Minor White


Minor Martin White (July 9, 1908 – June 24, 1976) was an American photographer, theoretician, critic, and educator. He had an intense interest in how people viewed and thought about photographs and a personal vision guided by several spiritual and intellectual philosophies.

From 1937 until his death in 1976, White made thousands of black-and-white and color photographs of landscapes, people, and abstract subject matter. They showed technical mastery and a strong sense of light and shadow. He taught many classes, workshops, and retreats on photography, including at schools like the California School of Fine Arts, the Rochester Institute of Technology, and the Massachusetts Institute of Technology, and his home.

He lived much of his life as a closeted gay man, not expressing his sexuality out of fear of losing his teaching jobs. Some of his most compelling images are figure studies of men he taught or with whom had relationships. He helped start the photography magazine Aperture, considered the only periodical produced for, and by, photographers practicing the medium as a fine art. He served as its editor for many years.

After his death in 1976, White was hailed as one of America's greatest photographers.

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American photographer, theoretician, critic and educator Minor White was born on July 9, 1908. He took his first photographs on a trip to Lake Superior in Northern Minnesota in 1937. From 1937 to 1938 White worked as an assistant in a photographic studio in Portland, Oregon. In 1938 White photographed historic nineteenth-century façades that were to be demolished in Portland, Oregon. He photographed the Portland commercial waterfront for the Oregon Art Project in 1939. White photographed the landscape of eastern Oregon in 1940. In 1942 White was commissioned by the Portland Art Museum to photograph two historic residences, the Dolph and Lindley houses. White moved to New York City, New York in 1945 and worked as a photographer at the Museum of Modern Art until 1946. That year he moved to San Francisco, California and photographed the work of architect Bernard Maybeck. In 1952 White was a co-founder and editor/director of Aperture magazine in San Fransico, California. In 1953, White moved to Rochester, New York to work for George Eastman House. He worked for GEH until 1956 and lived in Rochester until 1965. White was a founding member of the Society for Photographic Education in 1962. From 1965 to 1974 White taught photography at the Massachusetts Institute of Technology, Boston. In 1968 he photographed in Maine and Vermont, United States and Nova Scotia, Canada. In 1973-1974 White photographed in Lima, Peru and Europe. He died June 24, 1976.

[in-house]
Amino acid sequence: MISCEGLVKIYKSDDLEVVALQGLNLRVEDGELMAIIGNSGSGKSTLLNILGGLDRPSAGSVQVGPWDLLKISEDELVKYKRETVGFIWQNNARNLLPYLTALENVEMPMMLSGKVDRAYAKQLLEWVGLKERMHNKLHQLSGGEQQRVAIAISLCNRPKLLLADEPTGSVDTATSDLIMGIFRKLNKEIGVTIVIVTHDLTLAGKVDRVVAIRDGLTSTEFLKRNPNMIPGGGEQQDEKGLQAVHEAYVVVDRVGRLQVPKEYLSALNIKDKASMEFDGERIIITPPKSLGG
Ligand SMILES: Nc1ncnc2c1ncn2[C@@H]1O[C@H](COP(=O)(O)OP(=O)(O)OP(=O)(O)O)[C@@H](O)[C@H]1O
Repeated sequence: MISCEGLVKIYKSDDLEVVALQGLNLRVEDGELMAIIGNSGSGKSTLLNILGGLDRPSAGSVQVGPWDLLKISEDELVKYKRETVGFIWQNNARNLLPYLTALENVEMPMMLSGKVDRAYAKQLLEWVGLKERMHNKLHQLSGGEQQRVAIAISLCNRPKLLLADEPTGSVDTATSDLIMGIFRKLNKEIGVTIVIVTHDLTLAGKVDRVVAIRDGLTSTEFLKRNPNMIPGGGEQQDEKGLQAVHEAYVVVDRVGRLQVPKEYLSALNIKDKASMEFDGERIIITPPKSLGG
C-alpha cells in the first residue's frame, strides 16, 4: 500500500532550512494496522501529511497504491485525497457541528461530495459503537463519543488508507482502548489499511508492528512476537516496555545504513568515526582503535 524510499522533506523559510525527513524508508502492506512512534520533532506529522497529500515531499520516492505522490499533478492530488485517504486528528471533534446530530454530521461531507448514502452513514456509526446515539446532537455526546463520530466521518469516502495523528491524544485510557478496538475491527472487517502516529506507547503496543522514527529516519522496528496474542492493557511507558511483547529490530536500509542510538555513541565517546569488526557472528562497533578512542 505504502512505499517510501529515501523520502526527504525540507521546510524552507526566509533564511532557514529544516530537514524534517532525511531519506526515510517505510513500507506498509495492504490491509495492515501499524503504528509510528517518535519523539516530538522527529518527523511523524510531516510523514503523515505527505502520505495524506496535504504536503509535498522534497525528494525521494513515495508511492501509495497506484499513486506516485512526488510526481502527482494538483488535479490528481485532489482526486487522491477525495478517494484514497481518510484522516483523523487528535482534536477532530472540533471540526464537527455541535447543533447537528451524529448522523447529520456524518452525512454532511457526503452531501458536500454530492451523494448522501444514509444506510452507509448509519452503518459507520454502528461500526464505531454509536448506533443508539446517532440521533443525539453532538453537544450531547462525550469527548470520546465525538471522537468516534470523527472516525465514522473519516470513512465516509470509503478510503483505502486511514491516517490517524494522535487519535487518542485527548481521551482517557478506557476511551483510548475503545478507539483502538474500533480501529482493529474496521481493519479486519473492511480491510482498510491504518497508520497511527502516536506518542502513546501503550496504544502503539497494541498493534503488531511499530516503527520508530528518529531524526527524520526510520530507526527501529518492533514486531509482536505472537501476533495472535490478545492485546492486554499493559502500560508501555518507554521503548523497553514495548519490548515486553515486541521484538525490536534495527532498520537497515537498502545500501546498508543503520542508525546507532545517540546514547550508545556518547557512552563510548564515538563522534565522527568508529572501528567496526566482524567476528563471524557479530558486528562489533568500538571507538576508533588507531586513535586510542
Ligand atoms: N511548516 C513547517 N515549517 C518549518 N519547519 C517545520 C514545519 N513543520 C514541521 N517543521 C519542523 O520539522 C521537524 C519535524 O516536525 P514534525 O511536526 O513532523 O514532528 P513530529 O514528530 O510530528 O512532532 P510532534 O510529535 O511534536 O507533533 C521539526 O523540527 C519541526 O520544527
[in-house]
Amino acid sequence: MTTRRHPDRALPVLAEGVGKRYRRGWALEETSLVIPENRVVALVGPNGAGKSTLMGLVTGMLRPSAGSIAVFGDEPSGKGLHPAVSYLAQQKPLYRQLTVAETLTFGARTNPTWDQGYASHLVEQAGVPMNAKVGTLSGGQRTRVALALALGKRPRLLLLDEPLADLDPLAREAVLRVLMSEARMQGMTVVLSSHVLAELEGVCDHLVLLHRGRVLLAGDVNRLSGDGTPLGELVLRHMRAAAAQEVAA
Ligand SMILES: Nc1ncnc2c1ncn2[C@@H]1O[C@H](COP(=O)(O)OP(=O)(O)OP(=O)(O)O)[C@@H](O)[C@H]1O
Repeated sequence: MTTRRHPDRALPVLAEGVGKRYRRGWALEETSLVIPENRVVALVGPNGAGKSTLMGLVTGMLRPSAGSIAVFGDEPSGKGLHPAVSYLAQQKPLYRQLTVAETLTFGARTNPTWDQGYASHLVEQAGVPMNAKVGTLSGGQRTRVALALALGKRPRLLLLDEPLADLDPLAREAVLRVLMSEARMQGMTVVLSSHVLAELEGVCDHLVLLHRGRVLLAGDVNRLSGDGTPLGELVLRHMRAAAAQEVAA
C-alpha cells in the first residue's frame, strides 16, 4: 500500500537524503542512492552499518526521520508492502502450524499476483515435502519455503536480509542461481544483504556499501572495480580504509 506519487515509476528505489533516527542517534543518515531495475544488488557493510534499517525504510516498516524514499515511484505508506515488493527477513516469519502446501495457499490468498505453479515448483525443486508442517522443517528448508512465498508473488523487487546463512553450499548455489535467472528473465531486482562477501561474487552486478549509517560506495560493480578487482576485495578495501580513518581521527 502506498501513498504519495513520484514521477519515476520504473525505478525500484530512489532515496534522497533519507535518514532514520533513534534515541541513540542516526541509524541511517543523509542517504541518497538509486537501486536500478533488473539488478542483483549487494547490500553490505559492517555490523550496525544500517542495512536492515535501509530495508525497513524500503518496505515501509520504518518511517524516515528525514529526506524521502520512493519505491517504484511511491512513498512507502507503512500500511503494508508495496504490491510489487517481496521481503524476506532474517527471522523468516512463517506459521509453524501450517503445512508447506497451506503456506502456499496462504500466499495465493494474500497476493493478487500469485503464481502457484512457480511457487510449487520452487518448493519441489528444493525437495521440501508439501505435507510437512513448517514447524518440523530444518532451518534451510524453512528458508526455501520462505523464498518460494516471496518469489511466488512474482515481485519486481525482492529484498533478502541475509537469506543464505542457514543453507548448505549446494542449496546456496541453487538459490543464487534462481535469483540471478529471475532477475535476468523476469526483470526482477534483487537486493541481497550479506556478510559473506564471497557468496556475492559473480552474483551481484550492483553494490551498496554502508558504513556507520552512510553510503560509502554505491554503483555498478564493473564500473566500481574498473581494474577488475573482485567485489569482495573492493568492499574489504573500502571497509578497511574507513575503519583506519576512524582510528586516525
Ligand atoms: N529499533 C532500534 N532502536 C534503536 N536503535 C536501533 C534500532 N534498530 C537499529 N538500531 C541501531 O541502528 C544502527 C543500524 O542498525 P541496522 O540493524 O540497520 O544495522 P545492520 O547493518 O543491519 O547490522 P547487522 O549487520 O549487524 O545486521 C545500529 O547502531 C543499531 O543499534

Country of birth

United States


Artist, author, educator, photographer, professor, writer

ULAN identifier



Minor White, Minor Martin White

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Information from the Getty Research Institute's Union List of Artist Names ® (ULAN), made available under the ODC Attribution License. Accessed July 4, 2024.